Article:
220/380V AC Frequency Meter with Arduino

This project shows how to measure AC source frequency using Arduino UNO board where frequency and period values are printed on 1602 LCD screen.
This frequency counter can easily measure frequency of AC lines with voltages 110/220/380V – 50/60Hz.

No warranty is provided with this project, do it at your own risk!

Frequency is number of cycles (complete turns) per 1 second. Its main unit of measurement is Hertz (Hz).
Period is time required to complete 1 cycle (turn), its main unit is second.
Frequency = 1/Period.

Home alternating current (AC) frequency is 50 or 60Hz, most countries use 50Hz.
For frequency of 50Hz the period is 20 milliseconds and for 60Hz the period is about 16.67 milliseconds.

Hardware Required:
This is a list of all components required to build this project.

  • Arduino UNO board   —-> Atmega328P datasheet
  • 16×2 LCD screen
  • 330 ohm resistor
  • 10k ohm variable resistor or potentiometer
  • PC817 optocoupler   —-> datasheet
  • 120k ohm -2W resistor
  • 10k ohm
  • 1N4007 diode (or equivalent)
  • Breadboard
  • Jumper wires

Arduino frequency counter with 230/400V 50Hz system

Arduino frequency meter circuit:
Project circuit diagram is shown below.

The 16×2 LCD screen (2 rows and 16 columns) is used to display the values of frequency and period of the input voltage where:
RS —> Arduino digital pin 3
E   —> Arduino digital pin 4
D4 —> Arduino digital pin 5
D5 —> Arduino digital pin 6
D6 —> Arduino digital pin 7
D7 —> Arduino digital pin 8
VSS, RW, D0, D1, D2, D3 and K are connected to Arduino GND,
VEE to the 10k ohm variable resistor (or potentiometer) output,
VDD to Arduino 5V and A to Arduino 5V through 330 ohm resistor.

VEE pin is used to control the contrast of the LCD. A (anode) and K (cathode) are the back light LED pins.

Arduino frequency meter circuit 220V 380V

The AC input is connected to the circuit as shown where diode 1N4007 is used to eliminate negative half cycles because the PC817 optocoupler maximum reverse voltage is 6V.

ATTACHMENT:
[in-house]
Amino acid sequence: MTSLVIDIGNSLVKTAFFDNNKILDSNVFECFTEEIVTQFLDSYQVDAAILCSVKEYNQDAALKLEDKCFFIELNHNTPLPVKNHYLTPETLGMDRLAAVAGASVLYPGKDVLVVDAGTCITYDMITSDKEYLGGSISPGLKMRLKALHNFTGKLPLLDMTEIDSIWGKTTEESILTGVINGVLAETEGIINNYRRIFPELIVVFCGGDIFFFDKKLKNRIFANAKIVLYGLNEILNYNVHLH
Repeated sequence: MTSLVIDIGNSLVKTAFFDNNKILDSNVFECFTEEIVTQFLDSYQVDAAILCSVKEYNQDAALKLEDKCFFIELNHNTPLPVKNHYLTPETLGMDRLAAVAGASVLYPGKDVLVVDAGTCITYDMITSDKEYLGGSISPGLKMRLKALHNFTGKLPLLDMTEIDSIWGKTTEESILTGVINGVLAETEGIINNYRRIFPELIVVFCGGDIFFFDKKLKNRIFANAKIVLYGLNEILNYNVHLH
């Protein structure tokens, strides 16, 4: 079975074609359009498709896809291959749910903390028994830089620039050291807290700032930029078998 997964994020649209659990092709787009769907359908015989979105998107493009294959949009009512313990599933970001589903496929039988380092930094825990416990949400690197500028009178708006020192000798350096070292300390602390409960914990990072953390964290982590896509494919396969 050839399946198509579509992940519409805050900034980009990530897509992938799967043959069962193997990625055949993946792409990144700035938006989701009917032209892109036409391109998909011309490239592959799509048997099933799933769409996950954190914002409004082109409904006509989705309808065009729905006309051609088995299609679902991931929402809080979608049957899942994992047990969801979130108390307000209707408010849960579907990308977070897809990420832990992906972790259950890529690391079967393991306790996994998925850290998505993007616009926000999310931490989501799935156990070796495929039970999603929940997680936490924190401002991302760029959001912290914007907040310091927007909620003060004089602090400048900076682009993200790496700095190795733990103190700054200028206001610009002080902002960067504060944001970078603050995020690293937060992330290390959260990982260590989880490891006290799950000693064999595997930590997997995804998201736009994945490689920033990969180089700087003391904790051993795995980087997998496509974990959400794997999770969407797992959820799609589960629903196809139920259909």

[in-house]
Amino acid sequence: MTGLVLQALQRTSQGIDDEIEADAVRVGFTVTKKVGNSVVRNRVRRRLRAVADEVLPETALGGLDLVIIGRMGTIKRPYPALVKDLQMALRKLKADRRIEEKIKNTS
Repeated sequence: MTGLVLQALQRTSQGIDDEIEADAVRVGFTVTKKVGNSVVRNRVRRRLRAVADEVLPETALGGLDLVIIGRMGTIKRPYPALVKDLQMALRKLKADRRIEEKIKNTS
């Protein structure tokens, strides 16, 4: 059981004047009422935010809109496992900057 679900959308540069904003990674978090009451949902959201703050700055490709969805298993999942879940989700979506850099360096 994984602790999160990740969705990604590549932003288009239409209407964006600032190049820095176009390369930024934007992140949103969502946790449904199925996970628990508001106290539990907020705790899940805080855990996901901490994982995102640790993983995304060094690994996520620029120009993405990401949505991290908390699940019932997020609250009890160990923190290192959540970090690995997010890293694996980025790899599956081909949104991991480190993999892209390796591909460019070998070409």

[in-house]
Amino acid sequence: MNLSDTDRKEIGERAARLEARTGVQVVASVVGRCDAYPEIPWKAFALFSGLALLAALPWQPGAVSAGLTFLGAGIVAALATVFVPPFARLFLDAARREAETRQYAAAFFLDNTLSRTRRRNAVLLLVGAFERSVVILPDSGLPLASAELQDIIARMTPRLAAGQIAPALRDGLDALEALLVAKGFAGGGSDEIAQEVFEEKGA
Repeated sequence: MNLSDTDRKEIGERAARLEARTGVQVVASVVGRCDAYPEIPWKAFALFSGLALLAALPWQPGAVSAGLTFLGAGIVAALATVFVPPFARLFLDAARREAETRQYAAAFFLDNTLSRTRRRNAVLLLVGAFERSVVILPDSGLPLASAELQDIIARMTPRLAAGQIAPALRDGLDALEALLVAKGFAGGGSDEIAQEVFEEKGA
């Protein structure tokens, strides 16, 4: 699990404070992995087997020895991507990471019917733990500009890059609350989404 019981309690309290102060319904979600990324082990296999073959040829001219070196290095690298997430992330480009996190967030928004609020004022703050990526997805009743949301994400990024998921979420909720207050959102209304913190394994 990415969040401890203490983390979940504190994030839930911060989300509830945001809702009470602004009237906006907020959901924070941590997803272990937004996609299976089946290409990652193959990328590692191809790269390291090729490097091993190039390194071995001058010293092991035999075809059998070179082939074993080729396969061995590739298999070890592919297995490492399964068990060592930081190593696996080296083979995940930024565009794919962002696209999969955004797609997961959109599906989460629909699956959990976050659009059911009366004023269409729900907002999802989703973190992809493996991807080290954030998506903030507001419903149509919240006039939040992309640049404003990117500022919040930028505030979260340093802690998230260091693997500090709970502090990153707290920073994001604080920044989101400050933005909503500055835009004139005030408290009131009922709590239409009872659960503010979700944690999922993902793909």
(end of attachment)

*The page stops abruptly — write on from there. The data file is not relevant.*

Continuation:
The optocoupler is connected to AC main through 120k ohm resistor (and also the 1N4007 diode) which limits the current that passes through the optocoupler LED (IF).
With the 120k ohm resistor and with source of 220V, the peak forward current is equal to (neglecting diode voltages):
220x√2/120k = 2.59 mA and the RMS current (half wave) = 2.59/2 = 1.3 mA.

The output of the PC817 optocoupler is connected to the Arduino as follows:
The emitter is connected to Arduino GND,
The collector is connected to Arduino digital pin 2. This pin is also for external interrupt 0.
The collector is connected to Arduino +5V pin through pull up resistor of 10k ohm.

When the optocoupler LED is forward biased, its output is (transistor collector) is attached to GND (logic 0). During signal negative cycles the PC817 output is logic 1.
With the optocoupler high voltage side is isolated from low voltage side.

Arduino frequency meter code:
In this project I used external interrupt 0 to detect falling(going from high to low) of the optocoupler output. This interrupt is initialized as shown below:

When there is an interrupt the Arduino directly executes the function timer1_get().
Measuring the frequency idea is simple, Timer1 module is used to measure time between 2 successive interrupts which means we have the time between 2 successive falling events. When the function timer1_get() is called, it stores Timer1 value on a variable named: tmr1.

Timer1 module is configured to increment by 2 every 1 microsecond (prescaler = 8) and its overflow interrupt is enabled in order to reset the variable tmr1 (helps when signal is removed).
With prescaler = 8, the clock input of Timer1 module is equal to: Timer1_CLK = 16MHz/8 = 2MHz.

With these configuration the lowest frequency that the Arduino can measure is about 31Hz.

Signal period:
Period (in us) = Timer1_Value/Timer1_CLK = Timer1_Value/16000000/8
Period(in us) = 8 x Timer1_Value/16000000
Period (in ms) = 8 x Timer1_Value/16000

Signal frequency:
Frequency = 1/Period
Frequency (in Hz) = 16000000/(8 x Timer1_Value)

Full Arduino code:

The video below shows a protoboard circuit of the project:

Related Project:
Arduino Frequency Counter | Arduino Projects

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5 thoughts on “220/380V AC Frequency Meter with Arduino”

  1. Hi, I implemented your scketch and its working fine on genuine arduino uno, but on arduino mega 2560 on pin 21 with the same timer results are different. What I’m doing wrong? For example from Arduino Uno I obtain 49.99 .. 50.1 Hz and from Mega results are 50.37.. 50.5

    1. Olaide Ayodeji Agbolade

      Hello, I implemented this circuit on my arduino uno board but the frequency i obtained from the serial monitor is 0 Hz. The period is also 0 Hz. Please what could be wrong.

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